October 21, 2011
The HSUS Renews Call for West Virginia to Pass Law to Ban Dangerous Exotic Pets after Ohio Incident
The Humane Society of the United States is calling on West Virginia Gov. Earl Ray Tomblin to issue an emergency order or otherwise direct the West Virginia Department of Natural Resources to adopt regulations on the sale and possession of dangerous wild animals following the escape Tuesday night of 48 wild animals—from bears to wolves to lions—from an exotic animal menagerie in Zanesville, Ohio. Lax laws in West Virginia make it one of the weakest in the country, threatening the safety of its residents, and would hardly keep such incidents from occurring here.
West Virginia has little oversight of exotic animal ownership; West Virginia has no regulation of exotic animals and requires a permit only for species native to the state. This would not include animals such as tigers and primates.
“How many incidents must we catalogue before states like West Virginia take action to crack down on private ownership of dangerous exotic animals,” said Wayne Pacelle, president and CEO of The Humane Society of the United States. “In recent years, people have died and suffered injuries because states haven’t exhibited the foresight to stop private citizens from keeping dangerous wild animals as pets or as roadside attractions, and the situation gets more surreal with every new incident, including this mass escape or release of large animals in Muskingum County, Ohio.”
In response to the Zanesville incident alone, Ohio authorities have already spent enormous resources on personnel, helicopters, infrared, and equipment to chase down and kill free-roaming exotic animals in order to protect public safety.
Authorities reported that exotic pet farm owner Terry Thompson was found dead on his Zanesville property, and cages were open where he had kept dozens of lions, bears and wolves. The animals were roaming the streets, and many have already been shot by responders.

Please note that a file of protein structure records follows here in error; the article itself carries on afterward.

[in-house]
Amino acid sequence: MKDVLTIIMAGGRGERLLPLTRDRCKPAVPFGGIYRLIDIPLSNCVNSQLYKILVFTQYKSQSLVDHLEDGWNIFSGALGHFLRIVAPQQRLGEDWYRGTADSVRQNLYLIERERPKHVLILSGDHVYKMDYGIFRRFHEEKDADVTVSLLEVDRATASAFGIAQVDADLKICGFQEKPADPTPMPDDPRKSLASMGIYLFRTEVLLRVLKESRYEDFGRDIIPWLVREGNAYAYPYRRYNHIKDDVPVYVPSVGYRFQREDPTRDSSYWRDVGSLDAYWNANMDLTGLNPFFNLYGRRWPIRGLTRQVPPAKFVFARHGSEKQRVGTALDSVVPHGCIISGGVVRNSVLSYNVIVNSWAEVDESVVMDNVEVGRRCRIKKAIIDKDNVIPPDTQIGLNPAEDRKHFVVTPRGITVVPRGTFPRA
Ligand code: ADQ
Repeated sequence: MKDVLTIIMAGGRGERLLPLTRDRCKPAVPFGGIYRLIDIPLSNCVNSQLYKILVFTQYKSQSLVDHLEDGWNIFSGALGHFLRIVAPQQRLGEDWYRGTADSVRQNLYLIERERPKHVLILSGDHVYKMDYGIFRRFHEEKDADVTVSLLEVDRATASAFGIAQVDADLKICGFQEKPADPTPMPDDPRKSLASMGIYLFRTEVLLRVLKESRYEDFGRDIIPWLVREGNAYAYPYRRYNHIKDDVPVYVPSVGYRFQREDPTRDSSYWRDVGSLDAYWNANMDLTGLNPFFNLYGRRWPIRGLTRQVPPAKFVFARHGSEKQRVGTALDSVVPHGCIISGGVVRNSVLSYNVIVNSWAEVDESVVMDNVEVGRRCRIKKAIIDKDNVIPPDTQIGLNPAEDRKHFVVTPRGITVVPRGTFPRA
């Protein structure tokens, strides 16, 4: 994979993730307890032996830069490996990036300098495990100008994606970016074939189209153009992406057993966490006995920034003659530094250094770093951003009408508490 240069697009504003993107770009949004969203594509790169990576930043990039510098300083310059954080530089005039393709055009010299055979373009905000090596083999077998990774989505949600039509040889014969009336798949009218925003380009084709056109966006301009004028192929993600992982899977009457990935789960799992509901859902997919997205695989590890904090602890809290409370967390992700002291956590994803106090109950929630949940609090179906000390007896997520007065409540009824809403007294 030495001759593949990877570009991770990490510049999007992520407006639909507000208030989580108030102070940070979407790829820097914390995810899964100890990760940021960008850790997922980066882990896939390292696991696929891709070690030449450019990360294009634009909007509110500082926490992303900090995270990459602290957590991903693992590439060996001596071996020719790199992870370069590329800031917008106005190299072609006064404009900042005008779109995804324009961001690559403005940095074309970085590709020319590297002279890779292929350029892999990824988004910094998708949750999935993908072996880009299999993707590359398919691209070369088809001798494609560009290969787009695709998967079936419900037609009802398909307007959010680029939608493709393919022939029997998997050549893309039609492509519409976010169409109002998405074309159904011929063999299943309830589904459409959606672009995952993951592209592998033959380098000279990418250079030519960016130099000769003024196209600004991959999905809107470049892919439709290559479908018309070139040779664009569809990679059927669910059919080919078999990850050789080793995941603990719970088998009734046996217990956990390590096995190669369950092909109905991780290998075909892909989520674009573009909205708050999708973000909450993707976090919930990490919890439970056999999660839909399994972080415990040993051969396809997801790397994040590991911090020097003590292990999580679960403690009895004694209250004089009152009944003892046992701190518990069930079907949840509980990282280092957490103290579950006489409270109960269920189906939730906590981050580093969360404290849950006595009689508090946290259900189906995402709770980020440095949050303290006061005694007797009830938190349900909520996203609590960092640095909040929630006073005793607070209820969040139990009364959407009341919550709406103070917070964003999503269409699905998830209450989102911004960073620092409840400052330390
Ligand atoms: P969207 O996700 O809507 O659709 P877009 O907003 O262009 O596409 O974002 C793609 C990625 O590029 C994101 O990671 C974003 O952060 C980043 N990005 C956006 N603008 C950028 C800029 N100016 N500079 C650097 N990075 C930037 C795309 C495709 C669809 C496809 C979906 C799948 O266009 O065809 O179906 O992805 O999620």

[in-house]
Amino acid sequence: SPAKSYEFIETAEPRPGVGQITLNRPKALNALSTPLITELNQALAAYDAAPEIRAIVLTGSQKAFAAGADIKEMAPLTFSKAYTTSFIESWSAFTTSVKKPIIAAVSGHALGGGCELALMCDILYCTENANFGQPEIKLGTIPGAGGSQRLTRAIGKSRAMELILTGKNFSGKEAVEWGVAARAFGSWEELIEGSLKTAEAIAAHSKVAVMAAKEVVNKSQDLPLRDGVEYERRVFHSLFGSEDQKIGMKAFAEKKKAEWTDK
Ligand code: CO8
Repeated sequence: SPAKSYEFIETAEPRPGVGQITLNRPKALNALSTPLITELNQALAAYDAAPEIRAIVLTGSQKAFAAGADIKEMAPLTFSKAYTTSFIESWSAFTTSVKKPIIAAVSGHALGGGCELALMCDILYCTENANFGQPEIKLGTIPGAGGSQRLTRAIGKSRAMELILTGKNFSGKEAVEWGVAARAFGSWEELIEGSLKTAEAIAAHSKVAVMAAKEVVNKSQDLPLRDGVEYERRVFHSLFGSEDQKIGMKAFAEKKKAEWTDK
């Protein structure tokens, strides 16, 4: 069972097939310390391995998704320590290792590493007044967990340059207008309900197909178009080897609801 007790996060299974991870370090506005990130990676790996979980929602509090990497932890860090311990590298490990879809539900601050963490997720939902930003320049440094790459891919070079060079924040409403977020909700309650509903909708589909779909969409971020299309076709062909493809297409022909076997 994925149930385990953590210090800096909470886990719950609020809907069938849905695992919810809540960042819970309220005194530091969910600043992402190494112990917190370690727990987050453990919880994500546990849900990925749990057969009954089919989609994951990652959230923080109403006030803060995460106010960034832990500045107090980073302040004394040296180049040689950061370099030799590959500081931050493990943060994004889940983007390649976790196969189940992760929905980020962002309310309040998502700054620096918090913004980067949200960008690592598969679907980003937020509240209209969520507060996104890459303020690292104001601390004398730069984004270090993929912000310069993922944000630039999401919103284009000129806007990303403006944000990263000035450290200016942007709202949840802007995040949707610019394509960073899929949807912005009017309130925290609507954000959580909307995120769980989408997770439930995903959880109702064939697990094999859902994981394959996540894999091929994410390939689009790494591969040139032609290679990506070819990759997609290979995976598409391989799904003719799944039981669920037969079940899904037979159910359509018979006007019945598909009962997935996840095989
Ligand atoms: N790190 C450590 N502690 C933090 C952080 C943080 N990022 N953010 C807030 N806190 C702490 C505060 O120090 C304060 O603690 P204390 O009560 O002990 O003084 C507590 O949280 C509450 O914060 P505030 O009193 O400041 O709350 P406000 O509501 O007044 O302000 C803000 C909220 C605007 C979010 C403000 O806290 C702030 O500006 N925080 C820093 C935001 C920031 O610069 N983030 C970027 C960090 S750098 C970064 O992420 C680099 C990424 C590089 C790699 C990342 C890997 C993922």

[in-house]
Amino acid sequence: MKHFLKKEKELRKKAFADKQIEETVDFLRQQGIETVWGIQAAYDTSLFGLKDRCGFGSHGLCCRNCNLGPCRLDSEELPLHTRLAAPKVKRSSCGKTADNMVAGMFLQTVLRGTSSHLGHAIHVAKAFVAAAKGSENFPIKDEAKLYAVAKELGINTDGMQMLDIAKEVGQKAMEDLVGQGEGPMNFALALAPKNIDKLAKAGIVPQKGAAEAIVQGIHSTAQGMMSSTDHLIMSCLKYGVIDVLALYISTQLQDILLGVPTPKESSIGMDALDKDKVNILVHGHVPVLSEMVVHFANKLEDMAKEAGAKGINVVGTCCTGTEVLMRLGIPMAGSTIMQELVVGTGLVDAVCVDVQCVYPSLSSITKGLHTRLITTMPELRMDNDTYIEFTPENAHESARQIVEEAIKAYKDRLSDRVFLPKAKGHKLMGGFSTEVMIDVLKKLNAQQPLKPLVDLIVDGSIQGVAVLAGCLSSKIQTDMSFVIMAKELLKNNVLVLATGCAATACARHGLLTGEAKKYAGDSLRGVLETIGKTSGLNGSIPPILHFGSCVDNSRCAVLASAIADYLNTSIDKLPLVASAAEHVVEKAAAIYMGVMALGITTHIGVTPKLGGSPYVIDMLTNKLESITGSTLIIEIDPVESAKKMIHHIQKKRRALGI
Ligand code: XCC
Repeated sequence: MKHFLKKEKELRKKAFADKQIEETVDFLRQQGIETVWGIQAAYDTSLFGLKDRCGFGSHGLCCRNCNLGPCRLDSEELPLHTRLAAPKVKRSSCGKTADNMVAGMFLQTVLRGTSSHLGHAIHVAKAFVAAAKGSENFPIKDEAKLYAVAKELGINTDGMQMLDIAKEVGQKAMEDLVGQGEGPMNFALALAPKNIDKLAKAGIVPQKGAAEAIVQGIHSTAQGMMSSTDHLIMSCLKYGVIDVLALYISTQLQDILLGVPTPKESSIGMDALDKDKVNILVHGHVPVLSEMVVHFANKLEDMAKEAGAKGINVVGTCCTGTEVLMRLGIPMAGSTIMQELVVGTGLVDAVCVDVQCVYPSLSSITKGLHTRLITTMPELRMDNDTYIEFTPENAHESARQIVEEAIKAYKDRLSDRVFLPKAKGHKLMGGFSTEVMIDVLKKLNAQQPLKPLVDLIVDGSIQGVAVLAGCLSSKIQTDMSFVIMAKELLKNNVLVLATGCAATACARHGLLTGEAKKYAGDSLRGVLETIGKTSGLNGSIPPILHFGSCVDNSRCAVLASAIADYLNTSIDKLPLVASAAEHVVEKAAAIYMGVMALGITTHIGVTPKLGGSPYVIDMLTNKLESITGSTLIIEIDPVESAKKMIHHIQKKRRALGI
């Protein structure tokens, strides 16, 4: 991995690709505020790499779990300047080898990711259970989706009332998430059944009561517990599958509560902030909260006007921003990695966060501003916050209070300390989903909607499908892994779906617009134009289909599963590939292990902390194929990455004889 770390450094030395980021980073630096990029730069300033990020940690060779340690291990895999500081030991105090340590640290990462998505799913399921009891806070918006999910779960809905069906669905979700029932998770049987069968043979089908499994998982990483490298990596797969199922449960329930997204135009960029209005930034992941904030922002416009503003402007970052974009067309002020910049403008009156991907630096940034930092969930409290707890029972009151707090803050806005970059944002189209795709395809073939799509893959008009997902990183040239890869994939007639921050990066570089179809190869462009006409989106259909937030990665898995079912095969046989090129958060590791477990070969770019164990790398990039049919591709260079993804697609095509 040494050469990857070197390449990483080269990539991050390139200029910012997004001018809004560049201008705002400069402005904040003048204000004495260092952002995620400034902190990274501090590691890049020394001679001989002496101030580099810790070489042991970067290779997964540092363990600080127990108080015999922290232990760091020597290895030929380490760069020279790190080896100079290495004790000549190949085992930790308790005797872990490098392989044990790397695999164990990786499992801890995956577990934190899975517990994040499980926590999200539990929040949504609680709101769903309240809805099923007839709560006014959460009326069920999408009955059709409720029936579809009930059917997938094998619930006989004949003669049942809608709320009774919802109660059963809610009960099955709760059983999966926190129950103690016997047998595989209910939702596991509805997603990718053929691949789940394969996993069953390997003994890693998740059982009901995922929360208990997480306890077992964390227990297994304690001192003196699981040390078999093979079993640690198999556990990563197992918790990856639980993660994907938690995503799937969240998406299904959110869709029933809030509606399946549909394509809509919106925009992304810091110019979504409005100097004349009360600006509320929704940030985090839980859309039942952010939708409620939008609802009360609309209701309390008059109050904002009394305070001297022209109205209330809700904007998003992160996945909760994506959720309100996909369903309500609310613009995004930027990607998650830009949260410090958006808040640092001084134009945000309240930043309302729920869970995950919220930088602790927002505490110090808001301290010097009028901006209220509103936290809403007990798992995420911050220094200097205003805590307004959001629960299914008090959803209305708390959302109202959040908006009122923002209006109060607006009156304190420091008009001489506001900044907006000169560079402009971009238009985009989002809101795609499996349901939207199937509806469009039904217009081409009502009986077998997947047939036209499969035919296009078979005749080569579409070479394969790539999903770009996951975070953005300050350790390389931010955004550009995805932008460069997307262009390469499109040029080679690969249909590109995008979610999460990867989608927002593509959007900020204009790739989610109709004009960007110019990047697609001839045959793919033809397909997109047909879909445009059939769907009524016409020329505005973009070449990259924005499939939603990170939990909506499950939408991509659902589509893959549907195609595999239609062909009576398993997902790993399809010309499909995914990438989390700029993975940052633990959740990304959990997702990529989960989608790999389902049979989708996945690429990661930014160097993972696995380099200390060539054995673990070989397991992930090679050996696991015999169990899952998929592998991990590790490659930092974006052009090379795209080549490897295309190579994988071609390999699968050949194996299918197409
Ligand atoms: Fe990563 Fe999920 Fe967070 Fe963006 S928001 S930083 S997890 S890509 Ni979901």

Ohio is one of several states that don’t regulate private ownership of dangerous wild animals, jeopardizing public safety and animal welfare. Addressing the issue was one of the elements of a deal struck by The HSUS and agricultural leaders in Ohio to advance a series of animal welfare policies in the state.
Some states that previously had no restrictions on exotic pets have enacted prohibitions in recent years — such as Washington, Kentucky and Iowa — putting them now among the best in the nation. Some states that already prohibit certain wild animals such as big cats as pets need to add primates to the list, including Arkansas, Connecticut, Illinois, Kansas, Michigan and Virginia.
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The Humane Society of the United States is the nation's largest animal protection organization — backed by 11 million Americans, or one of every 28. For more than a half-century, The HSUS has been fighting for the protection of all animals through advocacy, education and hands-on programs. Celebrating animals and confronting cruelty — On the Web at humanesociety.org.